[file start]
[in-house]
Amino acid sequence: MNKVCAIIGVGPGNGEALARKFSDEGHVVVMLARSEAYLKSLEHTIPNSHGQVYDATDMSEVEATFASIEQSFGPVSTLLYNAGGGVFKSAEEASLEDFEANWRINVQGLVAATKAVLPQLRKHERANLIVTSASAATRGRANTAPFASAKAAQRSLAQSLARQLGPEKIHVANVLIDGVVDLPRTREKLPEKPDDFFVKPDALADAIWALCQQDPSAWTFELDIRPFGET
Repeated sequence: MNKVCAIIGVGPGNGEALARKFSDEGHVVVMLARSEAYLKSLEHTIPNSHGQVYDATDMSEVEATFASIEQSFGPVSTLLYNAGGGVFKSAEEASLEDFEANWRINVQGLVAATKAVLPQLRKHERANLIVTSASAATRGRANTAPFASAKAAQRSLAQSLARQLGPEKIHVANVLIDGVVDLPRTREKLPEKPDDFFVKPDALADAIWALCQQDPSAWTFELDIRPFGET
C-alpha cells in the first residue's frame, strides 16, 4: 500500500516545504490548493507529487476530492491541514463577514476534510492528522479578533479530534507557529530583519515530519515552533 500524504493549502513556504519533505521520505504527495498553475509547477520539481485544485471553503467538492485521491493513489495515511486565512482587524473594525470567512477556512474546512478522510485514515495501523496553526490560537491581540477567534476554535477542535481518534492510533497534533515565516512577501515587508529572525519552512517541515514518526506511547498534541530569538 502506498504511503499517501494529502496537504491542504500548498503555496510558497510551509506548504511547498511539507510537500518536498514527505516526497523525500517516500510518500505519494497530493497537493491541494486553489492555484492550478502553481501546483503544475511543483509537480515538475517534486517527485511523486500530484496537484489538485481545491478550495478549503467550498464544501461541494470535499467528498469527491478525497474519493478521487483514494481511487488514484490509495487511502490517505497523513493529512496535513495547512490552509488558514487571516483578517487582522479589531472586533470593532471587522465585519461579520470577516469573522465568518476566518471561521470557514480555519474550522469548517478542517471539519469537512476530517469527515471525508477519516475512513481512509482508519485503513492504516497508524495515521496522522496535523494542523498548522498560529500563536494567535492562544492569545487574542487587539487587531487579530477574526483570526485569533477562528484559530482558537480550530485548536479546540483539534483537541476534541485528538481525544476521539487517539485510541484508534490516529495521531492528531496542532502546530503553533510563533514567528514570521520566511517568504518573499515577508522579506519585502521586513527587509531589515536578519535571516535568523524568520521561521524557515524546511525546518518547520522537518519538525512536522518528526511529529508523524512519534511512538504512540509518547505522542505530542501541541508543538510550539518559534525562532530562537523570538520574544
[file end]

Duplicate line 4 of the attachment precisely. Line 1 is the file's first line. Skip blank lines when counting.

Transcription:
C-alpha cells in the first residue's frame, strides 16, 4: 500500500516545504490548493507529487476530492491541514463577514476534510492528522479578533479530534507557529530583519515530519515552533 500524504493549502513556504519533505521520505504527495498553475509547477520539481485544485471553503467538492485521491493513489495515511486565512482587524473594525470567512477556512474546512478522510485514515495501523496553526490560537491581540477567534476554535477542535481518534492510533497534533515565516512577501515587508529572525519552512517541515514518526506511547498534541530569538 502506498504511503499517501494529502496537504491542504500548498503555496510558497510551509506548504511547498511539507510537500518536498514527505516526497523525500517516500510518500505519494497530493497537493491541494486553489492555484492550478502553481501546483503544475511543483509537480515538475517534486517527485511523486500530484496537484489538485481545491478550495478549503467550498464544501461541494470535499467528498469527491478525497474519493478521487483514494481511487488514484490509495487511502490517505497523513493529512496535513495547512490552509488558514487571516483578517487582522479589531472586533470593532471587522465585519461579520470577516469573522465568518476566518471561521470557514480555519474550522469548517478542517471539519469537512476530517469527515471525508477519516475512513481512509482508519485503513492504516497508524495515521496522522496535523494542523498548522498560529500563536494567535492562544492569545487574542487587539487587531487579530477574526483570526485569533477562528484559530482558537480550530485548536479546540483539534483537541476534541485528538481525544476521539487517539485510541484508534490516529495521531492528531496542532502546530503553533510563533514567528514570521520566511517568504518573499515577508522579506519585502521586513527587509531589515536578519535571516535568523524568520521561521524557515524546511525546518518547520522537518519538525512536522518528526511529529508523524512519534511512538504512540509518547505522542505530542501541541508543538510550539518559534525562532530562537523570538520574544